THE THREE-WAY SWITCH
A three-way switch sounds like a scam where the police, the CIA and the Mafia end up trading briefcases at the end of a spy thriller. The hero and his girl, by some slick maneuver, walk off with a cool million dollars.
Unfortunately, three-way switches have nothing to do with briefcases filled with money. Instead, the three-way switch is about the most complicated wiring you will be called upon to do in your new addition. It is complicated because a three-way switch is really only two switches, at least in the way that you and I understand them. They are used to control the electrical flow at one point from two different locations. For example, a light in a stairwell might have a switch at both the top and the base of the stairs. So why do they call it a three-way switch? It is to confuse the layman, of course.
To properly do this job, it is best to get a special kind of wire. I call it three-way switch wire. Along with the usual black, white and ground strand, you get a red strand. You also need TWO special switches. The switch boxes and the light junction box are easy enough to place. The key to the situation is knowing which wire to hook to which part of each switch. In the entrance to my house from the garage I installed a three-way switch. I solved the wire-to-switch problem by asking myself: where is the power coming from? and where it will terminate? I placed my hands together and bowed my head so that my forehead touched my fingertips (a little prayer never hurts). Then I hooked up the wires. My first test proved uneventful - no light. On my second wire arrangement, only one switch combination turned on the light. The third attempt was quite spectacular: smoke, fire and brimstone burst forth from both switches. Luckily the fuse box was in the same room. I broke the circuit in a hurry.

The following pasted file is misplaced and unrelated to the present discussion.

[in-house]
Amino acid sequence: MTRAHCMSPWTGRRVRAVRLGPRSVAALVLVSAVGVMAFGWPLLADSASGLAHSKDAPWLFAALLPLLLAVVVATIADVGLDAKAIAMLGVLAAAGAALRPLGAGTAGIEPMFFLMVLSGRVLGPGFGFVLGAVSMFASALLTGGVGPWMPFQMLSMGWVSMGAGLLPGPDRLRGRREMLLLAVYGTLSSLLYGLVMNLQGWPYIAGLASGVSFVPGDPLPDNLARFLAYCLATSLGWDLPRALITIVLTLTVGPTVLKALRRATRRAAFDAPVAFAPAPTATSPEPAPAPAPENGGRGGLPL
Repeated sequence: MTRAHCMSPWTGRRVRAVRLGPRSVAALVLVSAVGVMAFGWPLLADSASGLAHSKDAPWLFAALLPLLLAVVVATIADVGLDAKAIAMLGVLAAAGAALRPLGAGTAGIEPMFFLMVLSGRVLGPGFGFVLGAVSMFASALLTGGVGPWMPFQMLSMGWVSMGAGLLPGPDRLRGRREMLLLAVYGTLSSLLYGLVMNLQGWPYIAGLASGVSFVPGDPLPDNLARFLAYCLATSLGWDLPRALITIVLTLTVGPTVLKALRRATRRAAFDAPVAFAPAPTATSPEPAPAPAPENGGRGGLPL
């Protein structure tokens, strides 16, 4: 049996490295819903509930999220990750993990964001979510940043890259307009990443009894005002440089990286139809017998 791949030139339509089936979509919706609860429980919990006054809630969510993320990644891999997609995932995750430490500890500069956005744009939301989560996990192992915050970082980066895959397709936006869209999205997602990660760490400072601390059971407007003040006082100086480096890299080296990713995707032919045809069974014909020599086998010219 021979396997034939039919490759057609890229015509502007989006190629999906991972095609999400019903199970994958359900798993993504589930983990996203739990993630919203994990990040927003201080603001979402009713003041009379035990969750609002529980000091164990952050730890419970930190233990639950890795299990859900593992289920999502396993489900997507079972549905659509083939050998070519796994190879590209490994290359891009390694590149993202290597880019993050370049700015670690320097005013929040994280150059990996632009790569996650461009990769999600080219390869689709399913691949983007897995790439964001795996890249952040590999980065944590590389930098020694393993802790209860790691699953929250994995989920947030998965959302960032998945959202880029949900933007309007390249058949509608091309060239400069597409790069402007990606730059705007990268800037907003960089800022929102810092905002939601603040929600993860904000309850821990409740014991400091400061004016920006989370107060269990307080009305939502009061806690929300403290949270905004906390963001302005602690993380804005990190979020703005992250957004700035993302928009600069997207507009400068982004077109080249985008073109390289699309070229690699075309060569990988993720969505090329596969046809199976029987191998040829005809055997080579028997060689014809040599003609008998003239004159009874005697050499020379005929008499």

Undaunted by this setback, I went to the hardware store and got new switches. I rightly figured that there were only so many possible wire and switch combinations. Four switches and an expended fire extinguisher later, I had the three-way switch in proper working order.
A SAFETY NOTE AND DISCLAIMER
People have been killed while working with electricity when they did not know what they were doing. Then again, people have been killed from blowing their nose too hard, and they did know what they were doing. So be careful, use your common sense, and in this one case, maybe look at a book on electricity before beginning.